Blue Moon Rising: (from left) Chris West, Tony Mowell, Owen Platt, Brandon Bostic. The do nuance well. Beware.

Blue Moon Rising’s Dark Vision

By David McGee

Blue Moon Rising
Rural Rhythm

The upward arc that has been the career path of East Tennessee’s Blue Moon Rising since its self-released 2001 debut continues unimpeded, and arguably reaches its highest trajectory yet, on the Randy Kohrs-produced Strange New World. Again it is the songs and, mostly, the muscular voice of group founder/leader Chris West setting the pace. Let it be said West has never before imparted as dark a vision of the world as he does this time out, and the sheer relentlessness of that vision is rather breathtaking--uplifting, not so much, but breathtaking, disturbing even, yes indeed.

Tony Mowell of Blue Moon Rising on ‘My Sittin’ Window,’ from the band’s latest album, Strange New World

We don’t have to wait long to find out what’s on West’s mind this time. The opening song, a spry proposition bustling with energetic fiddle (by Tim Crouch) and dobro (Kohrs) work, is an unapologetic kissoff to a mate he can’t be rid of too soon and to whom he pulls no punches in declaring his immediate intentions: “So clear the way, unlock the door, ‘cause I can’t stay here anymore/You’ve held me down for way too long/it’s time for me to be a-movin’ on.” An additional clue to West’s mindset is provided in the next song, “Never Happy Till I’m Full of Sorrow,” a title that would seem to say it all until you dig into the lyrics and find West’s misery stems solely from spiritual poverty--the song’s narrator has all the material wealth he wants, but can’t connect with living things (his friends are mostly strangers, he’s leaving his girl, and even his hound dog has wearied of hearing him “whine about self-inflicted pain and misery.”) “Hard Luck Joe” moves along at steady gait, kind of a carefree feel, but here West tells of a fellow whose embrace of “liquor, drugs and women” has sent him spiraling into homelessness, his job and his family but a distant memory now. “He’s All Around Us,” keyed by Travis “Skunky” Gillespie’s howling blues harmonica and Kohrs’s edgy, intense dobro lines, plus a bit of extra ballast courtesy Kenny Malone’s brush drums, has a John Anderson feel in its dark ambiance and West’s plaintive vocal lamenting the pervasive presence of evil in the world, “He” being the Devil who is, West warns over the malevolent soundscape,  “acting like He’s helping me and leading me astray.” So go these battles throughout Strange New World: in the sturdy lope of “Barely Hangin’ On” he sings of dancing “with the Devil, whiskey, pills and girls/every day gets harder now that youth is gone/but I’m still here, barely hangin’ on…” and you can’t decide if he’s happy about that or praying for it to end, given all the havoc he’s wreaked with his wayward flights of self-indulgence; the album ends with a folk-flavored fingerpicked ballad, “What a Helluva Way to Go,” in which West chronicles various untimely ends--a worker who loses a job he’s held for 30 years; a young farm boy who dies of an overdose on the subway; and finally, himself, looking down from his perch on a bridge at the water below, and contemplating suicide: “I can’t help but smile and think what a helluva way to go/into eternity I go with no regret…” And yet, a bit past the album’s halfway mark West offers a solemn, lovely bluegrass hymn, “Living Water,” featuring a succinct, evocative mandolin solo and chopping under West’s direct, assertive vocal, with the rest of the group joining in for soaring harmonized choruses. Well, where could he turn but to the Lord?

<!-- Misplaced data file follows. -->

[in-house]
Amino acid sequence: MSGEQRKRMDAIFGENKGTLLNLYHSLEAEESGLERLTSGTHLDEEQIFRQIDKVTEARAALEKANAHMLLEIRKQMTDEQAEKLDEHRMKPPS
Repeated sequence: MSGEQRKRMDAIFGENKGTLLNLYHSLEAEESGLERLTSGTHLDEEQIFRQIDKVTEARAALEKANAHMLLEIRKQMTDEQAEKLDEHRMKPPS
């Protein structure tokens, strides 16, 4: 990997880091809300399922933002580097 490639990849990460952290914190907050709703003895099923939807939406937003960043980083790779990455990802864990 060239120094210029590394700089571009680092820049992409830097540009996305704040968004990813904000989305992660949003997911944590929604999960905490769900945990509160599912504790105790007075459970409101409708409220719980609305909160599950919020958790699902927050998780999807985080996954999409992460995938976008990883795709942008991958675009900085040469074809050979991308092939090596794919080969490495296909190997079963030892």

Chris West discusses the genesis of ‘Never Happy Till I’m Full of Sorrow,’ from the album Strange New World

West’s songs dominate the album, but aren’t the only tunes recommending Strange New World. The band kicks out the jams and really struts its vocal and instrumental chops on an uptempo Jon Weisberger-penned heartbreaker, “Hearts to Stone.” Guitarist Brandon Bostic checks in with a stirring, backwoods-flavored story-song, “The Dust Bowl,” concerning an unfortunate fellow who emigrated from Carolina to Oklahoma just in time to be battered senseless by Mother Nature’s 1931 follies out on the plains, but is determined to lean on his faith and, with Job-like patience, outlast whatever God throws at him (“he’s never needed help before, and he doesn’t need it now/it’s hard to swallow pride with all this dust inside your mouth”). One of the finest numbers on the long player comes by way of ever-reliable Becky Buller. In her “Ain’t No Way,” she likens a departing lover to a freight train “burning down a one-way track/now there ain’t now way you’re coming back,” and accepts the inevitable as the best possible outcome anyway. Tim Crouch serves up an anxious fiddle solo that might well speak for the inner turmoil the narrator tries to mask with a resigned attitude, but the group underscores the ache in the metaphorical chorus by injecting a plaintive cry into their harmonizing--however bright the music, however sanguine the lyrics, the subtext is infused with real pain. This is the sort of nuanced performance Blue Moon Rising has done so well over the years, but has mastered on Strange New World. Beware of what you’re tapping your toe to, all ye who enter here.

Blue Moon Rising’s Strange New World is available at www.amazon.com

Founder/Publisher/Editor: David McGee
Contributing Editors: Billy Altman, Laura Fissinger, Christopher Hill, Derk Richardson
Logo Design: John Mendelsohn (www.johnmendelsohn.com)
Website Design: Kieran McGee (www.kieranmcgee.com)
Staff Photographers: Audrey Harrod (Louisville, KY; www.flickr.com/audreyharrod), Alicia Zappier (New York)
E-mail: thebluegrassspecial@gmail.com
Mailing Address: David McGee, 201 W. 85 St.—5B, New York, NY 10024